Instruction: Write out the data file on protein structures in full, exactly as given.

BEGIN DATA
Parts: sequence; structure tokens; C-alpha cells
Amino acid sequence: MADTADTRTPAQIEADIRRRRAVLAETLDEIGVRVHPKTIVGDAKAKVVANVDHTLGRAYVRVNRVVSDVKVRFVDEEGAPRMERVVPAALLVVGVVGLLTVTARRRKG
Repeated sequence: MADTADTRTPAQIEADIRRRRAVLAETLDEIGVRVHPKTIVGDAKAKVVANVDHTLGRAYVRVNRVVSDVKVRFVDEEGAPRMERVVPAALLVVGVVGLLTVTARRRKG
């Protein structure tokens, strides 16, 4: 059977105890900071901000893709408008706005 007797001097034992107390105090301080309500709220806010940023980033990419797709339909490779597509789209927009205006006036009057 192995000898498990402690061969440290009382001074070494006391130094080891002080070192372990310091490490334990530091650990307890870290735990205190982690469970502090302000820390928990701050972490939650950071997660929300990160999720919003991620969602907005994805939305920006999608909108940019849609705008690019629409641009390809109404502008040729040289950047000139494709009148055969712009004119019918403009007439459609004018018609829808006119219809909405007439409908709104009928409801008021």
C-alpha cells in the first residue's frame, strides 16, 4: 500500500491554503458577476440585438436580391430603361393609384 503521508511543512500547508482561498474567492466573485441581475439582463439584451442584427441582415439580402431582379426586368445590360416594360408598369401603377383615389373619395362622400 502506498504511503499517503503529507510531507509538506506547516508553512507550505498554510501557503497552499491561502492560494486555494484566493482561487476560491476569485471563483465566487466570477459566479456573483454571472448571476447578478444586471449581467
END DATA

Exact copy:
Parts: sequence; structure tokens; C-alpha cells
Amino acid sequence: MADTADTRTPAQIEADIRRRRAVLAETLDEIGVRVHPKTIVGDAKAKVVANVDHTLGRAYVRVNRVVSDVKVRFVDEEGAPRMERVVPAALLVVGVVGLLTVTARRRKG
Repeated sequence: MADTADTRTPAQIEADIRRRRAVLAETLDEIGVRVHPKTIVGDAKAKVVANVDHTLGRAYVRVNRVVSDVKVRFVDEEGAPRMERVVPAALLVVGVVGLLTVTARRRKG
């Protein structure tokens, strides 16, 4: 059977105890900071901000893709408008706005 007797001097034992107390105090301080309500709220806010940023980033990419797709339909490779597509789209927009205006006036009057 192995000898498990402690061969440290009382001074070494006391130094080891002080070192372990310091490490334990530091650990307890870290735990205190982690469970502090302000820390928990701050972490939650950071997660929300990160999720919003991620969602907005994805939305920006999608909108940019849609705008690019629409641009390809109404502008040729040289950047000139494709009148055969712009004119019918403009007439459609004018018609829808006119219809909405007439409908709104009928409801008021």
C-alpha cells in the first residue's frame, strides 16, 4: 500500500491554503458577476440585438436580391430603361393609384 503521508511543512500547508482561498474567492466573485441581475439582463439584451442584427441582415439580402431582379426586368445590360416594360408598369401603377383615389373619395362622400 502506498504511503499517503503529507510531507509538506506547516508553512507550505498554510501557503497552499491561502492560494486555494484566493482561487476560491476569485471563483465566487466570477459566479456573483454571472448571476447578478444586471449581467